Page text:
“In light of the heightened interest in this matter we took the unusual and really unprecedented step of seeking to unseal the warrant,” he said. “There is another public interest; that criminal investigations are capable of going forward. Releasing a search warrant affidavit in the middle of an ongoing investigation is a compelling interest.”
The investigation in question is in its “opening stages,” according to Bratt.
Reinhart mused that he is in “a bit of a catch 22” because to support the affidavit not being unsealed, there has to be discussion of information it contains.
“There are things that you know and I know that the media don’t know,” Reinhart said, adding that he can consider the nonpublic information.
Bratt outlined concerns that disclosing the affidavit could assist “amateur sleuths on the Internet” in figuring out the identities of FBI agents involved in the case, noting that agents have received threats. That could “chill other witnesses,” Bratt said, and imperil their safety.
The government lawyer also said that so much information in the document needs redacted that it would leave “very little—nothing of substance.”
“What’s the harm to the government if I redacted everything but the first word on the first page?” Reinhart asked.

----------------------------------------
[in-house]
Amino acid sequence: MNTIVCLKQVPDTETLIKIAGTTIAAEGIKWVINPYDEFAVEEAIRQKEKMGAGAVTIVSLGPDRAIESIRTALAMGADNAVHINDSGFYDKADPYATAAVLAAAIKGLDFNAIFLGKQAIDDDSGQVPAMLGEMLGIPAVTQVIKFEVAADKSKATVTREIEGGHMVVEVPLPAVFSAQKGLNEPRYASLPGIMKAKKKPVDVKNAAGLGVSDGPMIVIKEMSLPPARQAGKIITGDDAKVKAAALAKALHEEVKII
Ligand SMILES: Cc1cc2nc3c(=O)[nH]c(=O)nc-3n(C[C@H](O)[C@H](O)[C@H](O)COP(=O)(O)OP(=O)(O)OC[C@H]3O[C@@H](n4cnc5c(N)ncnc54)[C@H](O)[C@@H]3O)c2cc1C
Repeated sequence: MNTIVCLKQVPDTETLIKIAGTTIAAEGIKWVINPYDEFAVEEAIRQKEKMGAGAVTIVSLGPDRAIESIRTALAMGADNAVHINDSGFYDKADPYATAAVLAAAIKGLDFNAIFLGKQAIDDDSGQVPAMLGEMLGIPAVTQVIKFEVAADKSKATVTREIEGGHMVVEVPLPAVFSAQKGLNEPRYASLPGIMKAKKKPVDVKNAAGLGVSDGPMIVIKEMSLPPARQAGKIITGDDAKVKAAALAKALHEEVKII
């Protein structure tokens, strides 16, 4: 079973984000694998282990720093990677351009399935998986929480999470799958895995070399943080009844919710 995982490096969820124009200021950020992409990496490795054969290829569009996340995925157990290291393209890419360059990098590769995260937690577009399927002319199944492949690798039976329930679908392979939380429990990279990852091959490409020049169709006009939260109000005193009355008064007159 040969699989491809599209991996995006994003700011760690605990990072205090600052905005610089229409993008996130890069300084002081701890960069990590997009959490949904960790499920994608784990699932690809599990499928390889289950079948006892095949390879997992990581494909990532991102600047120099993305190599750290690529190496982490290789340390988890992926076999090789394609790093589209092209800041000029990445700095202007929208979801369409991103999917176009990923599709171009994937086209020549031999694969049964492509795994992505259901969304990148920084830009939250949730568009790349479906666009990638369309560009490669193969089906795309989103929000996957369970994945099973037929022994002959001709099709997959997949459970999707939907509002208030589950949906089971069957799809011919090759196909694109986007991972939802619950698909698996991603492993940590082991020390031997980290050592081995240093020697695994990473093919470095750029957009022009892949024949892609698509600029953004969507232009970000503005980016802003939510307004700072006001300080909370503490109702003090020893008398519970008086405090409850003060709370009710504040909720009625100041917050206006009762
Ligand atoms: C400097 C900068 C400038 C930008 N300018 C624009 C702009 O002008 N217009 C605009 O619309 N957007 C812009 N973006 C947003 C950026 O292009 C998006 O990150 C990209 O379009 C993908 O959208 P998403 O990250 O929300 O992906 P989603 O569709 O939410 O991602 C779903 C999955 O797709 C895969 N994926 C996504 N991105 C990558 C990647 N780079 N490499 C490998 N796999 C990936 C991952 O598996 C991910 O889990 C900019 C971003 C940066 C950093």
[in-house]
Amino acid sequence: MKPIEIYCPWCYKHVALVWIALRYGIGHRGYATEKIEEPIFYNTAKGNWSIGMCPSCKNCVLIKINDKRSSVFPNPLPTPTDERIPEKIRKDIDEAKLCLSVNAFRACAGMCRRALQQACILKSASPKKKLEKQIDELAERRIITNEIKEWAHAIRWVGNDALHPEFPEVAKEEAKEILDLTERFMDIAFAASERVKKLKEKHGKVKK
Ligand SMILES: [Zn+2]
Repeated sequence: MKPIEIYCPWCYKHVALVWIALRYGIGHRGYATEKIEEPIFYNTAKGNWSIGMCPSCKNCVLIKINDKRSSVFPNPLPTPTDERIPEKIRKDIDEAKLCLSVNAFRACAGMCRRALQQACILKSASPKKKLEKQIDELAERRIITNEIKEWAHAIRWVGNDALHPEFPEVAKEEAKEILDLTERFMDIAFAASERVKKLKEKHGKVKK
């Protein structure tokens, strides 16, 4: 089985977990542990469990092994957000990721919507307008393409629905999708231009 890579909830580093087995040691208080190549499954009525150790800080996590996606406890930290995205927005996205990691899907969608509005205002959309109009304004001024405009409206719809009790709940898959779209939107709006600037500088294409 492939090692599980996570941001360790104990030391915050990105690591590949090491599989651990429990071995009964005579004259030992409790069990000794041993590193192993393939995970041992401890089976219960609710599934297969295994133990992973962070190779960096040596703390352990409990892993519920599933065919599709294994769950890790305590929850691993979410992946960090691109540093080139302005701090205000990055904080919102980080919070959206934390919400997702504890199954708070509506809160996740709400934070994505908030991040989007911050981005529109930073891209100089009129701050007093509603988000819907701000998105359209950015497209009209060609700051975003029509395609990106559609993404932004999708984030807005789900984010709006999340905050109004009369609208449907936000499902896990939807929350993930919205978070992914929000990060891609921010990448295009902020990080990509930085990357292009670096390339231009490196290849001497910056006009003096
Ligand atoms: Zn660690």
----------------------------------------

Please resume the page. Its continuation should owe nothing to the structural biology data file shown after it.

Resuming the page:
That would only serve to burden the government, and would not serve the media, Bratt replied.
Reinhart said he was thinking of sections at the beginning of the warrant that could be unsealed, but Bratt said those would not “edify the public in any meaningful way.”
Chuck Tobin, representing the media, said that the government is wrongly opposing the release of even a redacted version of the affidavit.
The public interest is “powerful” and “unprecedented” in light of the raid of a former president, Tobin said.
“The raid on Mar-a-Lago by the FBI is one of the most significant law enforcement events in the nation’s history,” Tobin said.
Even if it’s difficult for the government to go through the affidavit and redact it, that’s the government’s job, he added, acknowledging that there is likely going to be information that the government is able to justify redacting.